Offered by RM Sotheby’s | Phoenix, Arizona | January 17-18, 2019
Classic race cars take a special breed of person. They’re high-maintenance cars and you can’t exactly take them to the local cruise-in. And the older they are, the crazier they can be. Before big money moved in, there were a lot of people with a lot of different ideas building cars that ran within inches of each other. They were individuals, not spec cars. And because of that, old race cars are awesome.
This car was built by Lujie Lesovsky’s L.A. Lesovsky Race Car Engineering, an open-wheel race car constructor active from the late-1940s through the early-1960s. It’s a short-wheelbase car powered by a Meyer-Drake Offenhauser inline-four making 300 horsepower.
Well there you have it – three Indy 500 starts with a podium finish. The car was also raced in period by Bill Holland and Len Sutton, the latter of which wrecked the car in a race in 1955. After that, it never raced competitively again. It was preserved and later restored to its “Blue Crown Special” livery.
This Offy-powered Lesovsky is one of very few such cars that survive today. They don’t change hands often, but when they do the prices make you take note. Click here for more info and here for more from this sale.
Offered by Mecum | Monterey, California | August 25, 2018
Photo – Mecum
The DW12 was IndyCar’s new chassis beginning in the 2012 season. Named for the late Dan Wheldon, the DW12 is expected to be the series’ base chassis through the 2020 season. Built by Dallara, this chassis, #037, won the 2016 Indy 500 with rookie Alexander Rossi behind the wheel.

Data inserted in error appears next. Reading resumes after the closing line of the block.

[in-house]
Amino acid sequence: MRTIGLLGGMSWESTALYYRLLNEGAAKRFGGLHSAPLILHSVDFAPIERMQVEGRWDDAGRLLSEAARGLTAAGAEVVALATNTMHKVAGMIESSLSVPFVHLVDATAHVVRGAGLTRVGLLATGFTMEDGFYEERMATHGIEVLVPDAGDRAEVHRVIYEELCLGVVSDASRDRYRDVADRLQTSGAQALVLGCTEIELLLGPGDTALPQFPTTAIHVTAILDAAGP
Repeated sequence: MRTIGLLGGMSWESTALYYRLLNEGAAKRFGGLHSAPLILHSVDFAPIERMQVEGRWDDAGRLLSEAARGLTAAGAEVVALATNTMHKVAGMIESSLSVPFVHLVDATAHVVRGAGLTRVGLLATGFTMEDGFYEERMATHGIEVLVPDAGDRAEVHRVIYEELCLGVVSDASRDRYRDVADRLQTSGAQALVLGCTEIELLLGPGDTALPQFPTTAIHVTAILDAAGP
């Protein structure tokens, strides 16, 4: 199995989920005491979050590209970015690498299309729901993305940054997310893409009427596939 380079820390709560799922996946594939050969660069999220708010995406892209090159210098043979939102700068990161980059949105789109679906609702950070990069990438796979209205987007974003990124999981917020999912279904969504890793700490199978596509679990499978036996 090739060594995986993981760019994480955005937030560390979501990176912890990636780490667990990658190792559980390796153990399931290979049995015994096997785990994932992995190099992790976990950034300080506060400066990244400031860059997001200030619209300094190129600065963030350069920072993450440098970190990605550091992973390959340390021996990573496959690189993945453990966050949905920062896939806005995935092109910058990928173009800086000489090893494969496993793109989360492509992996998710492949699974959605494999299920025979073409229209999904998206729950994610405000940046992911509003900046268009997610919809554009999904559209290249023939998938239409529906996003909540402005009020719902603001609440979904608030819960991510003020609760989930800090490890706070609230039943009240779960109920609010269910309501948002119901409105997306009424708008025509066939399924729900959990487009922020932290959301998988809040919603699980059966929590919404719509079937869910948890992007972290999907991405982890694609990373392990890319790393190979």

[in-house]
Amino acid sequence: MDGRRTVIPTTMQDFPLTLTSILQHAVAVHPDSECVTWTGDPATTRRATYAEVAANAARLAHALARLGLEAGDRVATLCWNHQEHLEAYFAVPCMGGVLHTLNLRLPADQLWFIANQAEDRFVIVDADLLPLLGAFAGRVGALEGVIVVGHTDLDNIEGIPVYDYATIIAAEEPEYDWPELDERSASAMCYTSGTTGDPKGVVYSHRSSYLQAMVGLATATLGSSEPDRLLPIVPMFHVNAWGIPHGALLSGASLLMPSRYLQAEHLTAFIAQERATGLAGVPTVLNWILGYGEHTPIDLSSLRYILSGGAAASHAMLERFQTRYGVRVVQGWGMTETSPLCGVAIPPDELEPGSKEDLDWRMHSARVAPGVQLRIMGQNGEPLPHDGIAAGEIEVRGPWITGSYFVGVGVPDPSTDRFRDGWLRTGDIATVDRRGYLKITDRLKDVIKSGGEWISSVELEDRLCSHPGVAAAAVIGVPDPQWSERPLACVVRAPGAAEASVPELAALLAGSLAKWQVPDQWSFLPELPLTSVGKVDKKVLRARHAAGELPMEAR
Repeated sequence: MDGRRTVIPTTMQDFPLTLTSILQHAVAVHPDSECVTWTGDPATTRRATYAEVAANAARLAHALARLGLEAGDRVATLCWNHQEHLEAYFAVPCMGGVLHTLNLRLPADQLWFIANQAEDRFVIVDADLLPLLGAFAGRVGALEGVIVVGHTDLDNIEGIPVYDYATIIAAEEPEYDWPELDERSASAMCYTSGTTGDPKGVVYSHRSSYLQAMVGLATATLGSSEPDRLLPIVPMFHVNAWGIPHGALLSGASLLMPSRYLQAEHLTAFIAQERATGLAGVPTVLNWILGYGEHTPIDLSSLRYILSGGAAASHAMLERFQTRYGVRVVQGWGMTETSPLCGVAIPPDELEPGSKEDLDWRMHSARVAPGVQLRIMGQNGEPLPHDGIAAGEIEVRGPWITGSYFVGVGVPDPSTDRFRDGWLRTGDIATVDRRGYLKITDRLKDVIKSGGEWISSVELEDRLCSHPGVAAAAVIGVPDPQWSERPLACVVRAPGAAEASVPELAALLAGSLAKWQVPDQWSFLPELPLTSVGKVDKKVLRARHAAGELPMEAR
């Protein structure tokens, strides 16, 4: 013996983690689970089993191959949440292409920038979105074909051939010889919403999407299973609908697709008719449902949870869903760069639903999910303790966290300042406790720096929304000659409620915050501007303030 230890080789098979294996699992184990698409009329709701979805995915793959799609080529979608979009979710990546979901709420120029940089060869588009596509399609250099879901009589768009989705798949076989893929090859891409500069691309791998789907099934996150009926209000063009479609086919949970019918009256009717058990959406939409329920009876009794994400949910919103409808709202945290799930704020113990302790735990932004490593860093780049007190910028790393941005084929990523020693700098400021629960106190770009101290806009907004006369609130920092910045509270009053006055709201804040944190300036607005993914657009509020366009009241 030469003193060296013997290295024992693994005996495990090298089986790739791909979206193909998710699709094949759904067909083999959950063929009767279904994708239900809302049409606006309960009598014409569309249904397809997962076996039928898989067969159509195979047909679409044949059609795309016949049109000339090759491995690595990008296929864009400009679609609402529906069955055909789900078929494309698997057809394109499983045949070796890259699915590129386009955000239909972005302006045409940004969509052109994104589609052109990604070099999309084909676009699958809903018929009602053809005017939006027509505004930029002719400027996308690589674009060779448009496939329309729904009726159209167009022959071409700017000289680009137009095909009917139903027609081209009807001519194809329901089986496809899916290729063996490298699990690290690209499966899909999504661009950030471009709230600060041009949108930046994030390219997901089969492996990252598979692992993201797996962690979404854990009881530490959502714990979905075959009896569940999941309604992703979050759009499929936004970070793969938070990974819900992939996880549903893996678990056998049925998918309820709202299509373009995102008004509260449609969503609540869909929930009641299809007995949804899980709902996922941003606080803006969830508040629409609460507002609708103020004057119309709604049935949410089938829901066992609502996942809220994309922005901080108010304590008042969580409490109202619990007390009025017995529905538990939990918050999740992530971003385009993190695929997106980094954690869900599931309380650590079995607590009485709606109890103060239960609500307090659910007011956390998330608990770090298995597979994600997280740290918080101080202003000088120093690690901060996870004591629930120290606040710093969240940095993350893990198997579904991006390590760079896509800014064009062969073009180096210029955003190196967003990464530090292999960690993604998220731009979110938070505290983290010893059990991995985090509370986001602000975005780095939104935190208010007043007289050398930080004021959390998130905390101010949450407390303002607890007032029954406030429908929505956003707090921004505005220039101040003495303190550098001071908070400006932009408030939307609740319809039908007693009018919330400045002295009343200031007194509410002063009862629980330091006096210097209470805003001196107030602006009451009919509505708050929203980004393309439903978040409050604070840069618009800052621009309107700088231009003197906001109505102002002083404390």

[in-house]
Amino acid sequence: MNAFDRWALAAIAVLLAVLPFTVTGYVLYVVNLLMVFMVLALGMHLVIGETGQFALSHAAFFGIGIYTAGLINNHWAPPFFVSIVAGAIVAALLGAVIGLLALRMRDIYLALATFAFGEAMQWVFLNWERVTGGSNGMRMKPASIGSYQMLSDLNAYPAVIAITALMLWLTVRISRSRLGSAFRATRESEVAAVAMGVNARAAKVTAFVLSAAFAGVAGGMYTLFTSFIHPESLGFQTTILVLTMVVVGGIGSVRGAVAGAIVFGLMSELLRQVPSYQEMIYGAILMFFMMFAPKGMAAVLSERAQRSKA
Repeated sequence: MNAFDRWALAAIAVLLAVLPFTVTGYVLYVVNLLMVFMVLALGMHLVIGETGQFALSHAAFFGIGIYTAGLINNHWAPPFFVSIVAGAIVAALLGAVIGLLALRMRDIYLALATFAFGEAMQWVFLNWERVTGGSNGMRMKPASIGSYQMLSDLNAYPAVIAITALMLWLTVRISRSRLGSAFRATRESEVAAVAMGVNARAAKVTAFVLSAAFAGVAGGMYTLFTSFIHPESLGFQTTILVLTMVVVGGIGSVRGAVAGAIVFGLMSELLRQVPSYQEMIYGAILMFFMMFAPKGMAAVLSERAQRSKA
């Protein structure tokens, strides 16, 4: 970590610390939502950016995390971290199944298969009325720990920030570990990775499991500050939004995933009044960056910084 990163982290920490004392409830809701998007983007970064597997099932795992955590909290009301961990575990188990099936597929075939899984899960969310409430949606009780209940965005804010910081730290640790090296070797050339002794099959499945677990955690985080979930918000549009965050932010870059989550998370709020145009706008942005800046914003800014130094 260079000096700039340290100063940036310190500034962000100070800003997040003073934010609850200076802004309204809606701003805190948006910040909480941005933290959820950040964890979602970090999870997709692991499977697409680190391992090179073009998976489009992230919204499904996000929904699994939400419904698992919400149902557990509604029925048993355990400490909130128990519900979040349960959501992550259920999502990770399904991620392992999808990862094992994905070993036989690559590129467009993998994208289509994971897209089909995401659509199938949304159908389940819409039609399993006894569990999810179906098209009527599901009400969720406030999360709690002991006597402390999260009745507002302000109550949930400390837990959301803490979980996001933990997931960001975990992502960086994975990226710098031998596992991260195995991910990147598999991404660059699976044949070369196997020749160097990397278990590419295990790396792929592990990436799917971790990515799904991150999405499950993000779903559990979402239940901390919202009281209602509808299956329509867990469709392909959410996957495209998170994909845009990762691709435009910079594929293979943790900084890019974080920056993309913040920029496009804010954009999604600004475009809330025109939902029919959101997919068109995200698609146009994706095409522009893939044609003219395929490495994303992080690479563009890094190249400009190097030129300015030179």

The engine in this car is a twin-turbo 2.2-liter Honda V-6 tuned to make about 625-ish horsepower. It still wears the distinctive blue and yellow NAPA livery that Rossi took to victory lane as well as the 2016 Honda Speedway aero kit. You’re probably wondering why this “2012” Dallara won the 2016 Indy 500. Well, here’s the Indy 500 competition history for this chassis:
2012 Indianapolis 500 – 12th (with Alex Tagliani)
2013 Indianapolis 500 – 24th (with Tagliani)
2014 Indianapolis 500 – 20th (with Jack Hawksworth)
2015 Indianapolis 500 – 16th (with Gabby Chaves)
2016 Indianapolis 500 – 1st (with Alexander Rossi)
That’s right, it’s run five Indy 500s, winning the last time out (and what a race it was). The official entrant was Andretti Herta Autosport with Curb-Agajanian… which is a mouthful. Indy 500-winning cars rarely change hands and many of them are owned by the Speedway Museum itself. So it’s rare that one is out in the wild – especially one that could technically still compete. Here’s your chance to grab a piece of history. Click here for more info and here for more from this sale.
Offered by Bonhams | Amelia Island, Florida | March 8, 2018
Photo – Bonhams
Now we’re talkin’. Here is an Indy car from the early 1950s, back when these cars ran on dirt more often than pavement. It predates other Kurtis cars, namely their Indy Roadsters. Frank Kurtis built some of the most dominant race cars of this era and, especially in the early 1950s, they won just about everything.
The KK4000 was new for 1951 but race cars then tended to be fielded for years, even after they ceased to be competitive (a different KK4000 was raced until 1975). The 4000 series was a development of the earlier 3000 series and featured a lighter construction, thus making it faster. It’s powered by a 4.4-liter Offenhauser straight-four – probably the most legendary race car engine of all time.